Coordinating with other teams within a corporate is a tricky point yet very important because unintentional siloing of strategic partnerships from other innovation initiatives is detrimental to innovation over time. To help prevent this, follow these best practices:

  • Share and request existing knowledge: Commit to creating synergy for the company as a whole by archiving and sharing knowledge so that, for example, when the investing team is firstly looking into an area that you've explored, you're able to share the documents with them and accelerate the process.
  • Draw clear lines of delineation and understand internal process dependencies upfront: Get to know where one group is dependent on the other and where it isn't. make sure that anyone does their own part and make it clear with startups in advance. This will help set expectations upfront.
  • Stay involved and up-to-date with conversations: All the different teams have to stay involved and attend meetings. As such, startups will remember and recognize that there are different teams with some differences so that one decision should not impact the overall impression of the corporate.

DON’T Forget to Put Yourself in the Shoes of the Startup

One of Kevin’s colleagues was in the middle of negotiating a deal when the partnerships lead went on vacation for two weeks without being replaced by a delegate or a proxy. What ended up happening is they lost the momentum and killed the deal. You're a large corporate with your own processes, many of which are going to be foreign and seem overly restrictive to a startup. As such, to make a partnership work you have to adapt to them and also:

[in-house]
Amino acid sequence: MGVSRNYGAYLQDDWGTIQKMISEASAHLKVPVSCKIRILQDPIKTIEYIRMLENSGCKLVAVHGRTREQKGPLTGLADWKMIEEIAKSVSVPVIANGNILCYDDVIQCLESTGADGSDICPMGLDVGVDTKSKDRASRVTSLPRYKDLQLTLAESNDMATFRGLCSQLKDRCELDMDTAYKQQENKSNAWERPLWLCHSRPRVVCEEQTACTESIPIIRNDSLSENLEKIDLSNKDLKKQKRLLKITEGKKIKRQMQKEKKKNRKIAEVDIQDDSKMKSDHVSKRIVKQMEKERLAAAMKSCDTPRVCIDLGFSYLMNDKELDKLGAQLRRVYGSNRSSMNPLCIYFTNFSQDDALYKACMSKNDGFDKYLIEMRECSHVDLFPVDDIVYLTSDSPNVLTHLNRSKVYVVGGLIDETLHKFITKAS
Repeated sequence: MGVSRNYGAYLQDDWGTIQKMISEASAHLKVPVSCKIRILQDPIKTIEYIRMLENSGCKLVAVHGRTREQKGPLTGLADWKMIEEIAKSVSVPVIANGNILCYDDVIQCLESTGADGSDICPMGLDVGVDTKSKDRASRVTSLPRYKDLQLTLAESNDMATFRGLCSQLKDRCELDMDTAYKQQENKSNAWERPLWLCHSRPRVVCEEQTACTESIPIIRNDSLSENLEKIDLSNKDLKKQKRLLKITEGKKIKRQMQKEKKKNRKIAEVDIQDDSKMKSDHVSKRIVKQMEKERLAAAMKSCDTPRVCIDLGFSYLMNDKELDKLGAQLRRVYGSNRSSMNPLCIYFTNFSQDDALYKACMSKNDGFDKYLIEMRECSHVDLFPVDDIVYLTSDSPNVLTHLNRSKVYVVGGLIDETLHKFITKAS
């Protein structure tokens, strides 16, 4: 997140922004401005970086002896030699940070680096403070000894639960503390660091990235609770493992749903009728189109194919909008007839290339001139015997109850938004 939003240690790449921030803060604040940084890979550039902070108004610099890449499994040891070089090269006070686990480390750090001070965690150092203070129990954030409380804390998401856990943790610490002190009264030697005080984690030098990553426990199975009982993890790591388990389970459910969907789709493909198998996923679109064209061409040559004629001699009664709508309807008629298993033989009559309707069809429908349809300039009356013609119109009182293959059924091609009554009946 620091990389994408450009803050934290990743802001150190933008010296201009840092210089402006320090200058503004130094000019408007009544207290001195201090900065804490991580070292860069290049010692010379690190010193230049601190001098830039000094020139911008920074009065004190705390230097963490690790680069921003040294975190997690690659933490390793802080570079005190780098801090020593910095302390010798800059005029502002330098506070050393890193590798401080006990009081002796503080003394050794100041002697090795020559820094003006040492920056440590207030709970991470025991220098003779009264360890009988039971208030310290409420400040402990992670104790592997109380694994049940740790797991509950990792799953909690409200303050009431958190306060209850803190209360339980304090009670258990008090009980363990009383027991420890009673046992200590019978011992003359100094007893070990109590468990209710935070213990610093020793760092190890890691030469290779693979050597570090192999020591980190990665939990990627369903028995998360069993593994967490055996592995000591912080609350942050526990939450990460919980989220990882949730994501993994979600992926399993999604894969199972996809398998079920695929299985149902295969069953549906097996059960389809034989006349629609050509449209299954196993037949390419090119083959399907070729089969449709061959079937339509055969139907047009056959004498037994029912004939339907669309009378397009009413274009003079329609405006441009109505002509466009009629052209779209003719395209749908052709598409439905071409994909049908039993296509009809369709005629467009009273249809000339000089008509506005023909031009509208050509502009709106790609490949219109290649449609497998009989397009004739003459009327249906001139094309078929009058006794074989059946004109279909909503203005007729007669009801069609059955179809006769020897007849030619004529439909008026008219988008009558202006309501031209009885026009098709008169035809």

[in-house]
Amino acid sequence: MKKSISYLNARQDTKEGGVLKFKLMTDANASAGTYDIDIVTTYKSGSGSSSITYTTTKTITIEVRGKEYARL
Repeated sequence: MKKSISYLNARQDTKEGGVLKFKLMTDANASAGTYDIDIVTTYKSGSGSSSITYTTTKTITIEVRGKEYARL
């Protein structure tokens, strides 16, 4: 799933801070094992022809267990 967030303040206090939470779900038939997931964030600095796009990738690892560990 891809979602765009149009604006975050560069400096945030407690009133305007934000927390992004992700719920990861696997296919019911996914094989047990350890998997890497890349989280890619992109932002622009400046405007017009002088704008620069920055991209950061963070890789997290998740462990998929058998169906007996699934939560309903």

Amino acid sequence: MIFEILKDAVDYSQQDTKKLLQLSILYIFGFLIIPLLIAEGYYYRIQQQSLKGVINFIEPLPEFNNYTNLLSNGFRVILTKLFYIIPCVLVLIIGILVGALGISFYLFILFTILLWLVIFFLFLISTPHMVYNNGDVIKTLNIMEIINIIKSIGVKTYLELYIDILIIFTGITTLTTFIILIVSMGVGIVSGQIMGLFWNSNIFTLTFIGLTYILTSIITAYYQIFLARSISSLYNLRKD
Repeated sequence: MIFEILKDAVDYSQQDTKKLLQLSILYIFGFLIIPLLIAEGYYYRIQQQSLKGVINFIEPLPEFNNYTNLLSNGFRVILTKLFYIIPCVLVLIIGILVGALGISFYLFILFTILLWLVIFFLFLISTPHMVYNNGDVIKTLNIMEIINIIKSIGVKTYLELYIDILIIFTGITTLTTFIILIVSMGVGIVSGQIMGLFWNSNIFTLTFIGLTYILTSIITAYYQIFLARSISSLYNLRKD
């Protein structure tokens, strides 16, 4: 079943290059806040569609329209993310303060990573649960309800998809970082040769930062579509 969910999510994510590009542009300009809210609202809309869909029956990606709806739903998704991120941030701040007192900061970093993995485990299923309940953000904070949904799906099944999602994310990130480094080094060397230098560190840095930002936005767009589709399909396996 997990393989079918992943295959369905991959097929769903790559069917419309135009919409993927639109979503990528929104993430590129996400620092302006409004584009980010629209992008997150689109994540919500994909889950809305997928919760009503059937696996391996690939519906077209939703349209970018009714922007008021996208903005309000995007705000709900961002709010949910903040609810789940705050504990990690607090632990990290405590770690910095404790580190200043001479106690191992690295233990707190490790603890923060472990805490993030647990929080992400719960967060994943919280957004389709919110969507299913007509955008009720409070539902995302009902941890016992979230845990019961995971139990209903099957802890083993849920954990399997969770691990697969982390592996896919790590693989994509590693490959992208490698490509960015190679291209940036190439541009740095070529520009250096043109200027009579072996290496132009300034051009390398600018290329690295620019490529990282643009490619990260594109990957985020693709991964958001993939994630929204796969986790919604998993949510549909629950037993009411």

• Don’t waste their time and your time as well just because you can. Reputation matters and when it comes to a strategic partnership, avoid delaying the deal so much that everyone loses steam, momentum, and engagement.
  • Monitor requests to make sure they're reasonable to avoid ending up killing the deal.
  • Be empathetic and respect their goals and timelines: Startups are always going to be pushing to move things pretty quickly. That's normal, but they also understand that corporates, by nature, move slower, have more processes and more compliance checks. They understand that there's more of everything that corporates have to deal with. That's usually not what annoys them. What they usually get the most annoyed by is the mismanagement of expectations. It could sound silly and trivial, but it's these tiny little things that translate into building good relationships with startups.

“Make sure that you represent your mothership and the ecosystem as well as possible because words travel around very quickly in Silicon Valley”

The "don’ts" Kevin shared above may seem and sound pretty obvious, but the reality is that it's all too easy to fall into some of the traps- even without even realizing it.

As such, one might ask: is there one framework or checklist to follow to get strategic partnering and open innovation right?

The short answer is- no, but there are some red flags you have to pay attention to. For instance, if you're in a meeting and both parties are not actively pushing towards the collaborative relationship, that's probably a very good sign that even if there is a good business opportunity, the partnership over the long term may not be as successful. At the very least, do a quick assessment rating how you're currently doing following Kevin's advice, and what or where to improve. The future of your company may well depend on it.